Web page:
I found the book to be earnest but captivating at times, full of tidbits about Facebook performing covert behavioral and emotional experiments on us, the psychology of Likes, and how our own sharing is being monetized in a form of digital serfdom. Social media companies have trained us to share constantly, and to believe we are improving ourselves and the world while we’re allowing said companies and their oftentimes cyber libertarian, paternalistic execs to profit from our efforts. Our perpetual sharing has also put us in a place of constant surveillance by three watchers: the companies allowing us to share, the government, and ourselves. In Terms of Service, Silverman details an ecosystem that feeds off of itself in this call-and-response cycle of sharing and the feedback loop of likes.  (more…)

03/05/15 9:00am
We’re always keeping an eye out for new films, albums, performances and openings we think are worth knowing about in advance. From Sufjan Stevens finally dropping a new album to a Brooklyn murder mystery movie you’ll seriously want to stream and the Björk retrospective everybody is talking about, here is our Culture Top 10 for the month.

Terms of Service by Jacob Silverman10. Terms of Service: Social Media and the Price of Constant Connection
Jacob Silverman gives a thorough investigation into the world of social data that we are creating and giving away to the tech world. His launch party at powerHouse Arena is on March 17–save the date and leave your phones at home.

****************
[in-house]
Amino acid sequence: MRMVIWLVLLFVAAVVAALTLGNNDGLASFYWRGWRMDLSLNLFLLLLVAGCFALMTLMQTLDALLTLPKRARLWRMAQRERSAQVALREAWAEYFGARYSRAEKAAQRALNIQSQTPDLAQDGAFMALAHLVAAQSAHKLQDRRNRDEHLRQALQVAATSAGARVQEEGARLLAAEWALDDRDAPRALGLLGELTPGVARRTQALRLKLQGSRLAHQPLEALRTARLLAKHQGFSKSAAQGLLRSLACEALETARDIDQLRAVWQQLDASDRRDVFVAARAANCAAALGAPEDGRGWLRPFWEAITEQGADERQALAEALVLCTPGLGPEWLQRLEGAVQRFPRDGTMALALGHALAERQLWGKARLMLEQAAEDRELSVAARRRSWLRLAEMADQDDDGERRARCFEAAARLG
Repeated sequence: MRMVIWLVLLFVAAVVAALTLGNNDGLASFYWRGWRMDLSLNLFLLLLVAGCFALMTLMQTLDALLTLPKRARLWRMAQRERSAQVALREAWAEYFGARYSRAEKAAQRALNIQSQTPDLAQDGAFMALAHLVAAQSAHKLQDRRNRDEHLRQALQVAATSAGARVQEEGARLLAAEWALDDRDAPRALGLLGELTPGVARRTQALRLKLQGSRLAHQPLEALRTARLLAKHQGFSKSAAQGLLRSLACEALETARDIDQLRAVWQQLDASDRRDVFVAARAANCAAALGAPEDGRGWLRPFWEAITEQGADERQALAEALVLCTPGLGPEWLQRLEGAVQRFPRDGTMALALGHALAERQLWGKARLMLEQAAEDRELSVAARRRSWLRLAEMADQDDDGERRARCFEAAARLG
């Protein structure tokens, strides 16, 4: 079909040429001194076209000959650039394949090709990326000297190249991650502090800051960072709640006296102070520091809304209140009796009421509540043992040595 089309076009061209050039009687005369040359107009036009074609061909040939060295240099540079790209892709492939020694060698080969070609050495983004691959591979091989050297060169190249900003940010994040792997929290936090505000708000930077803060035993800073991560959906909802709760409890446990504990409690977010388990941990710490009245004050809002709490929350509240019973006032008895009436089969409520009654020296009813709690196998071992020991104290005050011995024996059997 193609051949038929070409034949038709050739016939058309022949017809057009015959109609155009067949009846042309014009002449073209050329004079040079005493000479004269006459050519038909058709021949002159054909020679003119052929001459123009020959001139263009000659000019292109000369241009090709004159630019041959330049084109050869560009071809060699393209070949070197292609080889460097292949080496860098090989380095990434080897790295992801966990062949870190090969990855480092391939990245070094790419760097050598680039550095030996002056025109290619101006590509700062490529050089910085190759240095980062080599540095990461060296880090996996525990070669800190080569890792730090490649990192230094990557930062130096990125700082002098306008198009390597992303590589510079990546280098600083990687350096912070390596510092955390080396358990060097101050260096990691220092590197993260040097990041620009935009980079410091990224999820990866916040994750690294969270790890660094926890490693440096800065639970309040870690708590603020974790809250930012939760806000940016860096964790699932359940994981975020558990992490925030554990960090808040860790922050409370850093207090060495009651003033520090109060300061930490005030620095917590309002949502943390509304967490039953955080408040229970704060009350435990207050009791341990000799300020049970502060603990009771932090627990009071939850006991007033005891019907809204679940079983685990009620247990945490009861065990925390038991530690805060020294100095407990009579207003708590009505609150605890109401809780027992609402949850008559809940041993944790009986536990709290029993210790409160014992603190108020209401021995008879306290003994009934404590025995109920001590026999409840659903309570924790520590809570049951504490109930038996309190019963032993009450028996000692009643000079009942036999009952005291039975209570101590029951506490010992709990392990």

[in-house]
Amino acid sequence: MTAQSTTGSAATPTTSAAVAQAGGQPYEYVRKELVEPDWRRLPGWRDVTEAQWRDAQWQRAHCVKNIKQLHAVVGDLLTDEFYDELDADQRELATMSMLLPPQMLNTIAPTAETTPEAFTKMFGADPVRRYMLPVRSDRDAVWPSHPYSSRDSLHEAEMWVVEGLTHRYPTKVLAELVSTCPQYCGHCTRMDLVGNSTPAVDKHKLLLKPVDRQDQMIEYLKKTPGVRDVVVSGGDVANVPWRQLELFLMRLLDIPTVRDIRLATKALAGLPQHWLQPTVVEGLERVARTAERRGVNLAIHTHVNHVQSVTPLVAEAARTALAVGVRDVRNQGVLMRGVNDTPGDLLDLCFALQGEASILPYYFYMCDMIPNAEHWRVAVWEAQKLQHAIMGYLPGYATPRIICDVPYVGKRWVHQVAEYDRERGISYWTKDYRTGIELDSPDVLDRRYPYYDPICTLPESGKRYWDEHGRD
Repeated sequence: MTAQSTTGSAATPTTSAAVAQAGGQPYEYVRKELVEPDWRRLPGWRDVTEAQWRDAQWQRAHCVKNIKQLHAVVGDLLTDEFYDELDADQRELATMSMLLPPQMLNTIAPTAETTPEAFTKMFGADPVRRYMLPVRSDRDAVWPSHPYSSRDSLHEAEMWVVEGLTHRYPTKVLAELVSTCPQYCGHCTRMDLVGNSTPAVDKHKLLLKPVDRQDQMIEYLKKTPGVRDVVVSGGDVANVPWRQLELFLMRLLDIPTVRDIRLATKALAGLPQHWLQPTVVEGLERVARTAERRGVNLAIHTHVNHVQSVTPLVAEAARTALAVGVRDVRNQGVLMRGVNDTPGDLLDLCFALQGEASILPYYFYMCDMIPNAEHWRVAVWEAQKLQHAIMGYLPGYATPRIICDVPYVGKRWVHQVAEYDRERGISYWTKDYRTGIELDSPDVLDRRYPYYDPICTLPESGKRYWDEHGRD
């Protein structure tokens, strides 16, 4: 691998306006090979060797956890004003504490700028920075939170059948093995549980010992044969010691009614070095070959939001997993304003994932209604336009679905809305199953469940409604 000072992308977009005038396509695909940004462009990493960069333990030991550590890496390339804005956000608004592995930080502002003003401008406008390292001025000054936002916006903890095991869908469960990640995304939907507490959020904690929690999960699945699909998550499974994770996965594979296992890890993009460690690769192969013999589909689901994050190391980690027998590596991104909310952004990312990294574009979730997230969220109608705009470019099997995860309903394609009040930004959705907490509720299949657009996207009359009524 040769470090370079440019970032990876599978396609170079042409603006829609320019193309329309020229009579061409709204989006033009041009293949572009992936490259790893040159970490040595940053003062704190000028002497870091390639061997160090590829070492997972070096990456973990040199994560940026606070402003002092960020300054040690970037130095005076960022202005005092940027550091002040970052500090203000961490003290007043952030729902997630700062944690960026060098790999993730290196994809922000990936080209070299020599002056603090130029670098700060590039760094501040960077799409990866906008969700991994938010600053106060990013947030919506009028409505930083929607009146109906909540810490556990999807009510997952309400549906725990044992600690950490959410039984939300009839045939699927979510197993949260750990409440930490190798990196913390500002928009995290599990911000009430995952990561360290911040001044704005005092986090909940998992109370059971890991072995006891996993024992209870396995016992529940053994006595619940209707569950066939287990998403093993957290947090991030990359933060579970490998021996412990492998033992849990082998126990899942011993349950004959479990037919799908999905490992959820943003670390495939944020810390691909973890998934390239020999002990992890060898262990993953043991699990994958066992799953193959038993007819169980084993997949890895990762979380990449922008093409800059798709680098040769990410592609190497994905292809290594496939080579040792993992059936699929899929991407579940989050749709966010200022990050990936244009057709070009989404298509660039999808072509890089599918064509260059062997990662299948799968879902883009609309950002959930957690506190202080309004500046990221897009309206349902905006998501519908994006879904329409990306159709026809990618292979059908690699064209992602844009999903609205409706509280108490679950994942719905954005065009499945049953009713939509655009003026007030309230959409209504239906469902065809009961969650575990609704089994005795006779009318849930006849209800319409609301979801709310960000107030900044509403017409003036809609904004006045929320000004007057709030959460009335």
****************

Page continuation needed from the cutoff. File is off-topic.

Published by Harper (3/17/15)








House of Cards season 3 photo courtesy of Netflix

9. The Third Season of House of Cards
Frank and Claire Underwood exchange their house of cards for the White House only to find themselves in uncharted waters for the third season of this wildly popular Netflix Original Series, all 13 episodes of which became available for streaming on Feb. 27.
Photo: Netflix

Carrie & Lowell by Sufjan Stevens8. Carrie & Lowell
It’s been almost five years since Sufjan Stevens released an album. We get that he’s been busy with other creative endeavors—he most recently scored and shot a cinematic ode to the rodeo for BAM—but personally, we can’t wait to put his airy, instrumental new offering on repeat when Carrie & Lowell (named after his mother and stepfather) drops later this month on March 31. You can listen to the trailer here.
Photo: Asthmatic Kitty





12/23/14 8:20am

Trends are driven by outside forces, normally the fast fashion industry, whose survival depends on it. Style is a matter of your taste. If you stick with style and what you feel looks great on you, you’ll always make the right decision. 
–Maxine Bédat and Soraya Darabi, Zady

This quote, from the founders of Zady, an online shop dedicated to sustainably made clothing, housewares and accessories, pretty much sums up the current movement away from mass market fast fashion. Here are four local companies whose mission goes beyond just selling you clothes–yes, they cost more than the J. Crew sale rack, or H&M, but you’ll be casting a vote for small businesses and fair labor practices with your closet, and you’ll be much less likely to spot someone wearing the same outfit on your way to work in the morning.

The Herringbone shirt from .Bk. Photo: .Bk

The Hemingway Herringbone shirt is still available from .Bk. Photo: .Bk

Designer: .Bk is at its core an anti-mass market company. Each week they release a new limited edition, 100-shirt run of men’s button-ups at the very reasonable price of $68. .Bk designs and sews their shirts locally, hand-numbering each garment. For each collection they launch they create a pop-up shop in Brooklyn, but in order to keep costs down they’re a mostly online business. Their next collection is due out soon, and titled “Old Souls.”

Where to start: The Hemingway Herringbone, for a bit more texture than a chambray button-up. Read Dossier, an email digest of stories they publish weekly, with each new collection of shirts they produce, for more inspiration. (more…)